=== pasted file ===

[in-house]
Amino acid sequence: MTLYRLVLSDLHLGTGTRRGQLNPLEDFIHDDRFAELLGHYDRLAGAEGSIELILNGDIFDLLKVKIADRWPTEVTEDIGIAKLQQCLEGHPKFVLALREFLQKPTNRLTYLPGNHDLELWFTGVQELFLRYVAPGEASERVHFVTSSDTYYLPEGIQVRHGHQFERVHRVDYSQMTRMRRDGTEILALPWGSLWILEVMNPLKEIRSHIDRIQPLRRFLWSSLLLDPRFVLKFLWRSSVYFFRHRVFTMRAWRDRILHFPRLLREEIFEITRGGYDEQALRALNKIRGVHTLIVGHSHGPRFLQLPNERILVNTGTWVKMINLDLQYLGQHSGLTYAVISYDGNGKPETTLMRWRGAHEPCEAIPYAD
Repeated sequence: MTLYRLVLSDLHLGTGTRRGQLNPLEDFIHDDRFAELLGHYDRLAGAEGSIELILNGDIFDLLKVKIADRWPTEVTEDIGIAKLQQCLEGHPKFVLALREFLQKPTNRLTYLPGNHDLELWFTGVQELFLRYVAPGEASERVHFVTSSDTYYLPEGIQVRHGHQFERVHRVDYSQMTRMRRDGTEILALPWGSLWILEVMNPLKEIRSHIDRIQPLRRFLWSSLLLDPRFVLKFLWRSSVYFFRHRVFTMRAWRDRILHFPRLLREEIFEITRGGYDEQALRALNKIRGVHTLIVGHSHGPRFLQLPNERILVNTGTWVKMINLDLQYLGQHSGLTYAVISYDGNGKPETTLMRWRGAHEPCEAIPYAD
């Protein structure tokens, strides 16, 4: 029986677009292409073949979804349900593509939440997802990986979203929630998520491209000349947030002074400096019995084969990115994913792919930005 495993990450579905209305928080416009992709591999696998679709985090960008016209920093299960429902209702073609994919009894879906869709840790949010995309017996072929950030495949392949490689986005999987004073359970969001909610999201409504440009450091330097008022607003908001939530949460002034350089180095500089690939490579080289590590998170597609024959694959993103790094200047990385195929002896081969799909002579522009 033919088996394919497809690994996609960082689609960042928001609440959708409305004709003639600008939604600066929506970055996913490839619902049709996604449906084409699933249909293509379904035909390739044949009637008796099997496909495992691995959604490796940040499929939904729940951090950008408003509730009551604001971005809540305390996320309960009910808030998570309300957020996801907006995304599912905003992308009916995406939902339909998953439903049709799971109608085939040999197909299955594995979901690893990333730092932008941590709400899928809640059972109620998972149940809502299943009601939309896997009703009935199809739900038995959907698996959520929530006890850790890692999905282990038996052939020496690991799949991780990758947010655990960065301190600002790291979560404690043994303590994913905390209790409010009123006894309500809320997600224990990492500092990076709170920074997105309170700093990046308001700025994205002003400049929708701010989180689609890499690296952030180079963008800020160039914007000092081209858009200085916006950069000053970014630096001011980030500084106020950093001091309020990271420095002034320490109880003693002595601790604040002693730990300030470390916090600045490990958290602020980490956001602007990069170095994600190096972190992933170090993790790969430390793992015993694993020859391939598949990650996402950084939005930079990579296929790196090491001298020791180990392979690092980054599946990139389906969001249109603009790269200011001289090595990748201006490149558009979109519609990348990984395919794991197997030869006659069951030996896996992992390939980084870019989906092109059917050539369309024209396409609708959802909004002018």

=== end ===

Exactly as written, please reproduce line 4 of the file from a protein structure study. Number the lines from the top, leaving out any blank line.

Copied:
């Protein structure tokens, strides 16, 4: 029986677009292409073949979804349900593509939440997802990986979203929630998520491209000349947030002074400096019995084969990115994913792919930005 495993990450579905209305928080416009992709591999696998679709985090960008016209920093299960429902209702073609994919009894879906869709840790949010995309017996072929950030495949392949490689986005999987004073359970969001909610999201409504440009450091330097008022607003908001939530949460002034350089180095500089690939490579080289590590998170597609024959694959993103790094200047990385195929002896081969799909002579522009 033919088996394919497809690994996609960082689609960042928001609440959708409305004709003639600008939604600066929506970055996913490839619902049709996604449906084409699933249909293509379904035909390739044949009637008796099997496909495992691995959604490796940040499929939904729940951090950008408003509730009551604001971005809540305390996320309960009910808030998570309300957020996801907006995304599912905003992308009916995406939902339909998953439903049709799971109608085939040999197909299955594995979901690893990333730092932008941590709400899928809640059972109620998972149940809502299943009601939309896997009703009935199809739900038995959907698996959520929530006890850790890692999905282990038996052939020496690991799949991780990758947010655990960065301190600002790291979560404690043994303590994913905390209790409010009123006894309500809320997600224990990492500092990076709170920074997105309170700093990046308001700025994205002003400049929708701010989180689609890499690296952030180079963008800020160039914007000092081209858009200085916006950069000053970014630096001011980030500084106020950093001091309020990271420095002034320490109880003693002595601790604040002693730990300030470390916090600045490990958290602020980490956001602007990069170095994600190096972190992933170090993790790969430390793992015993694993020859391939598949990650996402950084939005930079990579296929790196090491001298020791180990392979690092980054599946990139389906969001249109603009790269200011001289090595990748201006490149558009979109519609990348990984395919794991197997030869006659069951030996896996992992390939980084870019989906092109059917050539369309024209396409609708959802909004002018």